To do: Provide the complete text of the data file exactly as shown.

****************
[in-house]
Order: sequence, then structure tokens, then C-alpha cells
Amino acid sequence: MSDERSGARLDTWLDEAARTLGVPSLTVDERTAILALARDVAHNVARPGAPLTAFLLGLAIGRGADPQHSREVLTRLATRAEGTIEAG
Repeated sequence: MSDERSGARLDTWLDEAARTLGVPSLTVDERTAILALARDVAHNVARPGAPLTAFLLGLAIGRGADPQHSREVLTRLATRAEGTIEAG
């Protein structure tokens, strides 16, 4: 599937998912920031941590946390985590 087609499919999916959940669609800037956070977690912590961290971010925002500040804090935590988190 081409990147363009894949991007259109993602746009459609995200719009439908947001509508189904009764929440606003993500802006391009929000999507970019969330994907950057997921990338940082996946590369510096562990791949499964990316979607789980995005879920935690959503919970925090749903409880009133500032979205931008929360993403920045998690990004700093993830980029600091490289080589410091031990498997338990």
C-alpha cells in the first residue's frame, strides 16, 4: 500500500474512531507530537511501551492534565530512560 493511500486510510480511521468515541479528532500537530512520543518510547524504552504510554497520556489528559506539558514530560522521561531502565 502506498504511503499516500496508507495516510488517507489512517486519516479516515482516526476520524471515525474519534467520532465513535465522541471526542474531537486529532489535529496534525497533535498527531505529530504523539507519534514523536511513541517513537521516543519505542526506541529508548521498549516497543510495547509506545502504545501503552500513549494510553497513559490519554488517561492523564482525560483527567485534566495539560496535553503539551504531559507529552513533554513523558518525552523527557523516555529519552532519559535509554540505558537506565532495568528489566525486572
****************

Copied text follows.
[in-house]
Order: sequence, then structure tokens, then C-alpha cells
Amino acid sequence: MSDERSGARLDTWLDEAARTLGVPSLTVDERTAILALARDVAHNVARPGAPLTAFLLGLAIGRGADPQHSREVLTRLATRAEGTIEAG
Repeated sequence: MSDERSGARLDTWLDEAARTLGVPSLTVDERTAILALARDVAHNVARPGAPLTAFLLGLAIGRGADPQHSREVLTRLATRAEGTIEAG
């Protein structure tokens, strides 16, 4: 599937998912920031941590946390985590 087609499919999916959940669609800037956070977690912590961290971010925002500040804090935590988190 081409990147363009894949991007259109993602746009459609995200719009439908947001509508189904009764929440606003993500802006391009929000999507970019969330994907950057997921990338940082996946590369510096562990791949499964990316979607789980995005879920935690959503919970925090749903409880009133500032979205931008929360993403920045998690990004700093993830980029600091490289080589410091031990498997338990």
C-alpha cells in the first residue's frame, strides 16, 4: 500500500474512531507530537511501551492534565530512560 493511500486510510480511521468515541479528532500537530512520543518510547524504552504510554497520556489528559506539558514530560522521561531502565 502506498504511503499516500496508507495516510488517507489512517486519516479516515482516526476520524471515525474519534467520532465513535465522541471526542474531537486529532489535529496534525497533535498527531505529530504523539507519534514523536511513541517513537521516543519505542526506541529508548521498549516497543510495547509506545502504545501503552500513549494510553497513559490519554488517561492523564482525560483527567485534566495539560496535553503539551504531559507529552513533554513523558518525552523527557523516555529519552532519559535509554540505558537506565532495568528489566525486572